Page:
D-glucaric acid is a chemical generated naturally in tiny amounts by animals, including humans. Calcium-D-glucarate is the calcium salt of D-glucaric acid. Many fruits and vegetables contain glucaric acid, with oranges, apples, grapefruit, and cruciferous vegetables having the greatest amounts. Beta-glucuronidase, an enzyme generated by intestinal microflora and involved in Phase II liver detoxification, has been found to be inhibited by calcium-D-glucarate intake.
Increased beta-glucuronidase activity has been linked to an increased risk of cancer, especially hormone-dependent malignancies including breast, prostate, and colon cancers. Other clinical applications of or that have been proposed
D-glucarate calcium is a chemical. It’s comparable to glucaric acid, a naturally occurring molecule. Glucaric acid is present in fruits and vegetables such as oranges, apples, brussels sprouts, broccoli, and cabbage, as well as in human bodies. Calcium D-glucarate is a supplement created by mixing glucaric acid with calcium to create a medication.
Calcium D-glucarate is used to prevent breast, prostate, and colon cancer, as well as to rid the body of cancer-causing chemicals, toxins, and steroid hormones.
Glucaric acid is found naturally in a number of foods, including apples, oranges, broccoli, and spinach. Calcium glucarate is the salt and commercial version of glucaric acid. Cancer has been treated and prevented using calcium glucarate and its compounds. Following surgery or complementary therapies, patients with breast cancer may self-medicate with calcium glucarate supplements. Its action is considered to be due to the glucarate component, not the calcium. Glucarate is transformed to D-glucaro-1,4-lactone after ingestion, which inhibits beta-glucuronidase.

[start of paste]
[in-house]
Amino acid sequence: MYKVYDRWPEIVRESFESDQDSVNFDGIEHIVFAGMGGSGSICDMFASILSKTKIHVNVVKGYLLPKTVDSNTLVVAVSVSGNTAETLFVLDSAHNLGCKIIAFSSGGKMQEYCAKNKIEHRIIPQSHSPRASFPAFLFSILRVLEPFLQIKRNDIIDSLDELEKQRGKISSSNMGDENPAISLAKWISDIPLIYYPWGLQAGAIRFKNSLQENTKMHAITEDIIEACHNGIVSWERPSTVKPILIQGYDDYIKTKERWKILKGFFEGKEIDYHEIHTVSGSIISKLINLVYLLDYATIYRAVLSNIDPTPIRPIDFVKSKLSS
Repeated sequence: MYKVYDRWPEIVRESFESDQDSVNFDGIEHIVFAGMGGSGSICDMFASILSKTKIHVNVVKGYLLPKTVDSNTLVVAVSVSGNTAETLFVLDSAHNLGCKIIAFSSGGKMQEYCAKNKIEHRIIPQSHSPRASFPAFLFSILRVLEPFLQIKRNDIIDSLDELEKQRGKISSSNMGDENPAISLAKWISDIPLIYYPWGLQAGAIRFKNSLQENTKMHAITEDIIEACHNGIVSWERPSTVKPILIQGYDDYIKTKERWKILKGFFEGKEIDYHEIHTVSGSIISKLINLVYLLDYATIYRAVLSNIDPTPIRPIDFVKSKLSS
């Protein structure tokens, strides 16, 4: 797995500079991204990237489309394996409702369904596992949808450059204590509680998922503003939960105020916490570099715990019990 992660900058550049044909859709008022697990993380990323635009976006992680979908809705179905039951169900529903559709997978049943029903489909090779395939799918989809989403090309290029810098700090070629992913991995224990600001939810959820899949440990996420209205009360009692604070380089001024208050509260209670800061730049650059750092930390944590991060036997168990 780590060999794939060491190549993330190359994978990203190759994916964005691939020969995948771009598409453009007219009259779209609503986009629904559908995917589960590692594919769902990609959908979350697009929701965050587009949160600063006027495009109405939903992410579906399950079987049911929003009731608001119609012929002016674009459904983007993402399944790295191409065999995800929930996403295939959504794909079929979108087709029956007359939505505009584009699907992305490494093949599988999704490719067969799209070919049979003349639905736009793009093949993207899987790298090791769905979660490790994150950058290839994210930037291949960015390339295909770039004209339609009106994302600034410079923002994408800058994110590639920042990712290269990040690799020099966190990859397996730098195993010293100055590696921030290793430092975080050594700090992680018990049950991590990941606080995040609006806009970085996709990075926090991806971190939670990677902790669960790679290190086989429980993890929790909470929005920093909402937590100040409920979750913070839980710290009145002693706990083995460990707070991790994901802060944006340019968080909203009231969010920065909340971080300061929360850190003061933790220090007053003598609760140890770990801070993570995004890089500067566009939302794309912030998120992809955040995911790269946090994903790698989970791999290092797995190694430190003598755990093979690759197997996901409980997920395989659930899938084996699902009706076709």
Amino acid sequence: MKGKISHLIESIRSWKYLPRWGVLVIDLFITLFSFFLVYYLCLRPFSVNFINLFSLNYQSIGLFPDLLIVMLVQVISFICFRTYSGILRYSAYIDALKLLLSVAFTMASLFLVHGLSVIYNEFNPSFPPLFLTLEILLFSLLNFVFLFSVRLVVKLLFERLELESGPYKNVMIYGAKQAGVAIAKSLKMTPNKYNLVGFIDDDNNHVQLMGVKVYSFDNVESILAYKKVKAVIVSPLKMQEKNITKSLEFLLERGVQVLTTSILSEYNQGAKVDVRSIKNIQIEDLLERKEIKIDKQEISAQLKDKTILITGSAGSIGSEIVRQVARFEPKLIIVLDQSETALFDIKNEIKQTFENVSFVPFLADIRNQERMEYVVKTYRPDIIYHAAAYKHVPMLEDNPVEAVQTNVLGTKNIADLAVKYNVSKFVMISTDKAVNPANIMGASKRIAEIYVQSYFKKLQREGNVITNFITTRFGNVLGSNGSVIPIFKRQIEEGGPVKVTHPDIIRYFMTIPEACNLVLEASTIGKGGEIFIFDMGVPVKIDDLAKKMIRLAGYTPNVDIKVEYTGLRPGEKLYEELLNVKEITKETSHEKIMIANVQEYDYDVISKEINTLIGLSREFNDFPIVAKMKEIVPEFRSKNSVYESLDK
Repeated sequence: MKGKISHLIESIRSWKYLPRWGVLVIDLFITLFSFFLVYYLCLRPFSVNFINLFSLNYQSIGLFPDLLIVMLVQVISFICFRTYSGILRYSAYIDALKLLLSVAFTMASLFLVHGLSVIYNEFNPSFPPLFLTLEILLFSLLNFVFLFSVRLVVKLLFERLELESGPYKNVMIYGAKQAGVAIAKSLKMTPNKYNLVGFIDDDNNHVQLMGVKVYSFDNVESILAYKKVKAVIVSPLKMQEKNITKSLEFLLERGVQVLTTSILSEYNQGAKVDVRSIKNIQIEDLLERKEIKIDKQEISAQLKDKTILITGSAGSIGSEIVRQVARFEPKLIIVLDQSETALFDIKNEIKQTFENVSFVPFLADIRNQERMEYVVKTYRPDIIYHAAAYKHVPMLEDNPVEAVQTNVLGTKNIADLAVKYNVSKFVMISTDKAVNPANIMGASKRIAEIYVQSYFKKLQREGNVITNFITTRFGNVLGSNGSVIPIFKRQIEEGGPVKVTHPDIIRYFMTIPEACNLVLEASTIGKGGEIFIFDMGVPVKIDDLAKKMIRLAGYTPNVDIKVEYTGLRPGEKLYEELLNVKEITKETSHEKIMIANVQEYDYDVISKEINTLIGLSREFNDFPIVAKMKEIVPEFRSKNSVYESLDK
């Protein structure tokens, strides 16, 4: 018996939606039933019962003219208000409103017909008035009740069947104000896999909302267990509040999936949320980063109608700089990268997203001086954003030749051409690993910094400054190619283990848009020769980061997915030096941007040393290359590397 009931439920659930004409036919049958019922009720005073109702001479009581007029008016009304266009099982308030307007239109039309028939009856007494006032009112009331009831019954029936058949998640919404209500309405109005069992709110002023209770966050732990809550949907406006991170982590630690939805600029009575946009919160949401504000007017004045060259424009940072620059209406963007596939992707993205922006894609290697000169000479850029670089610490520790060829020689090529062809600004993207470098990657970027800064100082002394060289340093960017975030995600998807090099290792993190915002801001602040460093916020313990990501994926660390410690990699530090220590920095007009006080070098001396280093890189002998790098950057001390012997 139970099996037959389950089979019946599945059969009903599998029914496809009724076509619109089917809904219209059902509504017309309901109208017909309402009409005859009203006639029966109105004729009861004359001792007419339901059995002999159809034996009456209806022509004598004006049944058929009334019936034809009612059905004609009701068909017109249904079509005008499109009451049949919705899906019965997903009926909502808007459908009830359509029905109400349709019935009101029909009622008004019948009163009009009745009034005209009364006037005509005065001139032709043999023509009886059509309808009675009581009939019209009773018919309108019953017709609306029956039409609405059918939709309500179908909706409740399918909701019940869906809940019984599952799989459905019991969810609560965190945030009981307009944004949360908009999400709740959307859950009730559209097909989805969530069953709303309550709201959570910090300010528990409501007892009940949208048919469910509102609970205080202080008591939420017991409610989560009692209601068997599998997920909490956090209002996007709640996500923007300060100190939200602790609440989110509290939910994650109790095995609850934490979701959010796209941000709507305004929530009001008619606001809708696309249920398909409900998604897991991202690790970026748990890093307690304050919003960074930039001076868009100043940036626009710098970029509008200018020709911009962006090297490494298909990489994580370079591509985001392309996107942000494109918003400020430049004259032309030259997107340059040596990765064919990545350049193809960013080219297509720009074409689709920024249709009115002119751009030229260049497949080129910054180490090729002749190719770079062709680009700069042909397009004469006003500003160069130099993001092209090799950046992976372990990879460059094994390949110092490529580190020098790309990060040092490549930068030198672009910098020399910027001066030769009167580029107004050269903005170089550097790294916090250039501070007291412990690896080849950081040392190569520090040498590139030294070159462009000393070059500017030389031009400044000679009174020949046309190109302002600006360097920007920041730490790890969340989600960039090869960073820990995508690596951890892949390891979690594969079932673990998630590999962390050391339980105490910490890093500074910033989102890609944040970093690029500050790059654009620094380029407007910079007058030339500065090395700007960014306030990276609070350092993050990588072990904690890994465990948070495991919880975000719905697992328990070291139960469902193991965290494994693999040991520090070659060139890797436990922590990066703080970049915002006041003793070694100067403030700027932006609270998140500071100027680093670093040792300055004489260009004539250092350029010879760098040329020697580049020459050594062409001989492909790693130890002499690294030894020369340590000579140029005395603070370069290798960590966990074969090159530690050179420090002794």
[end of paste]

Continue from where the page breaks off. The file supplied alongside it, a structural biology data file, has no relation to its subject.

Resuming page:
In vitro and animal research show that inhibiting beta-glucuronidase can prevent carcinogenesis, as well as cancer cell start and progression. There has also been evidence of increased removal of toxins and hormones, including oestrogen. Calcium glucarate treatment had chemopreventive benefits in colon and lung cancer animals during the post-initiation phase of carcinogenesis. Oral carcinogenesis was also reduced by dietary calcium glucarate. Topical calcium glucarate inhibited tumour growth in mouse skin tumours, while a combination of topical butyric acid, nicotinamide, and calcium glucarate improved chemopreventive effects.
Low glucaric acid levels and/or high beta-glucuronidase levels are indicators of detoxification system impairment, according to preliminary data from a human research, and calcium glucarate supplementation may lower cancer risk in some people. There have been no follow-up investigations, and more research is needed to validate these findings.
Calcium dietary sources Cruciferous vegetables including broccoli, cabbage, and Brussels sprouts, as well as oranges, grapefruit, apples, spinach, carrots, potatoes, lettuce, bean sprouts, and grapes, are high in glucarate.